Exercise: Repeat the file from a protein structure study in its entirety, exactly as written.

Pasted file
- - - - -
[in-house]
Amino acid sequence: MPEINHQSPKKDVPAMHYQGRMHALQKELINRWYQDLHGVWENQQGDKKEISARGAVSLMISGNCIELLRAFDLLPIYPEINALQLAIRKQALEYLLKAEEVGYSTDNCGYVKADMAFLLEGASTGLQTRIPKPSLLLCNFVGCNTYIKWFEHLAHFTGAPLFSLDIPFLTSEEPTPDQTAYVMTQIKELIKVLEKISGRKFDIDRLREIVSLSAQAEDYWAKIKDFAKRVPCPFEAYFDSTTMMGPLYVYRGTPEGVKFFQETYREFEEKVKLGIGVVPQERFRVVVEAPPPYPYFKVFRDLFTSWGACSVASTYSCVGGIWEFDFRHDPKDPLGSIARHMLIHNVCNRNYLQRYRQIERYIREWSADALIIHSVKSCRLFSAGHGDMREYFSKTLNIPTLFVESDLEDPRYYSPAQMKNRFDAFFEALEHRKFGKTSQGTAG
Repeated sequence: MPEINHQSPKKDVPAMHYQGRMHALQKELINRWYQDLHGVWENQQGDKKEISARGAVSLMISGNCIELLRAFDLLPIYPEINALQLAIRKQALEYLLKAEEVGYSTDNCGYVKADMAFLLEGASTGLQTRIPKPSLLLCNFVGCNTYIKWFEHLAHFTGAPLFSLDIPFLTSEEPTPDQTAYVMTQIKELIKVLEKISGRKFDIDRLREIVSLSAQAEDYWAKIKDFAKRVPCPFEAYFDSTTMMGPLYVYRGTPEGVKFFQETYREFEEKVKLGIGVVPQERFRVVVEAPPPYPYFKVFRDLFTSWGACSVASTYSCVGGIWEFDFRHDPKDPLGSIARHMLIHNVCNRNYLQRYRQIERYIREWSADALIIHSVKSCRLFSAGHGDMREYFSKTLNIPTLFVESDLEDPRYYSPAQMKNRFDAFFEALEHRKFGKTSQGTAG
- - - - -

[in-house]
Amino acid sequence: MPEINHQSPKKDVPAMHYQGRMHALQKELINRWYQDLHGVWENQQGDKKEISARGAVSLMISGNCIELLRAFDLLPIYPEINALQLAIRKQALEYLLKAEEVGYSTDNCGYVKADMAFLLEGASTGLQTRIPKPSLLLCNFVGCNTYIKWFEHLAHFTGAPLFSLDIPFLTSEEPTPDQTAYVMTQIKELIKVLEKISGRKFDIDRLREIVSLSAQAEDYWAKIKDFAKRVPCPFEAYFDSTTMMGPLYVYRGTPEGVKFFQETYREFEEKVKLGIGVVPQERFRVVVEAPPPYPYFKVFRDLFTSWGACSVASTYSCVGGIWEFDFRHDPKDPLGSIARHMLIHNVCNRNYLQRYRQIERYIREWSADALIIHSVKSCRLFSAGHGDMREYFSKTLNIPTLFVESDLEDPRYYSPAQMKNRFDAFFEALEHRKFGKTSQGTAG
Repeated sequence: MPEINHQSPKKDVPAMHYQGRMHALQKELINRWYQDLHGVWENQQGDKKEISARGAVSLMISGNCIELLRAFDLLPIYPEINALQLAIRKQALEYLLKAEEVGYSTDNCGYVKADMAFLLEGASTGLQTRIPKPSLLLCNFVGCNTYIKWFEHLAHFTGAPLFSLDIPFLTSEEPTPDQTAYVMTQIKELIKVLEKISGRKFDIDRLREIVSLSAQAEDYWAKIKDFAKRVPCPFEAYFDSTTMMGPLYVYRGTPEGVKFFQETYREFEEKVKLGIGVVPQERFRVVVEAPPPYPYFKVFRDLFTSWGACSVASTYSCVGGIWEFDFRHDPKDPLGSIARHMLIHNVCNRNYLQRYRQIERYIREWSADALIIHSVKSCRLFSAGHGDMREYFSKTLNIPTLFVESDLEDPRYYSPAQMKNRFDAFFEALEHRKFGKTSQGTAG